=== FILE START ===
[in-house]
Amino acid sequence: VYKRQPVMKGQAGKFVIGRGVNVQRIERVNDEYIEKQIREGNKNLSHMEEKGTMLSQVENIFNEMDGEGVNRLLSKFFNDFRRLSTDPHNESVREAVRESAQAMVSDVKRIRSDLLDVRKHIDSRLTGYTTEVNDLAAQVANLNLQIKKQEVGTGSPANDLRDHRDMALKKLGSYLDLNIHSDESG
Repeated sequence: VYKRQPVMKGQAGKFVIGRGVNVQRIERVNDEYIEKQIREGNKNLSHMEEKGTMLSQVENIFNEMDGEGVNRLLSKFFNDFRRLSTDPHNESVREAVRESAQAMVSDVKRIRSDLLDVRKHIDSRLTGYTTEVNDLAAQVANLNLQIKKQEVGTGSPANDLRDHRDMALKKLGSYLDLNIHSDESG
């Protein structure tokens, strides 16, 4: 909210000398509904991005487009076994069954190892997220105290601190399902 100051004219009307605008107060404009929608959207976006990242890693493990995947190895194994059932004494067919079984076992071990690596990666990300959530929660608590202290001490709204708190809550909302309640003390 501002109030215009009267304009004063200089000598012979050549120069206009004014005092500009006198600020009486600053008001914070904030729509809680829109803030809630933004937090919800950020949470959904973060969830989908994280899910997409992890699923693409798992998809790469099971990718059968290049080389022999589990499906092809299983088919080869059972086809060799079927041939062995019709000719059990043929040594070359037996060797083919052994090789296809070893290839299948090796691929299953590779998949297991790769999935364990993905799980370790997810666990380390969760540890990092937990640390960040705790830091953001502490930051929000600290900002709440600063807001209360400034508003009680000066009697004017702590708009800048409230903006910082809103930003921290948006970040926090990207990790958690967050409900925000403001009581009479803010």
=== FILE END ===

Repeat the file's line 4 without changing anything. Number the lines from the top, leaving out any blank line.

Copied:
């Protein structure tokens, strides 16, 4: 909210000398509904991005487009076994069954190892997220105290601190399902 100051004219009307605008107060404009929608959207976006990242890693493990995947190895194994059932004494067919079984076992071990690596990666990300959530929660608590202290001490709204708190809550909302309640003390 501002109030215009009267304009004063200089000598012979050549120069206009004014005092500009006198600020009486600053008001914070904030729509809680829109803030809630933004937090919800950020949470959904973060969830989908994280899910997409992890699923693409798992998809790469099971990718059968290049080389022999589990499906092809299983088919080869059972086809060799079927041939062995019709000719059990043929040594070359037996060797083919052994090789296809070893290839299948090796691929299953590779998949297991790769999935364990993905799980370790997810666990380390969760540890990092937990640390960040705790830091953001502490930051929000600290900002709440600063807001209360400034508003009680000066009697004017702590708009800048409230903006910082809103930003921290948006970040926090990207990790958690967050409900925000403001009581009479803010």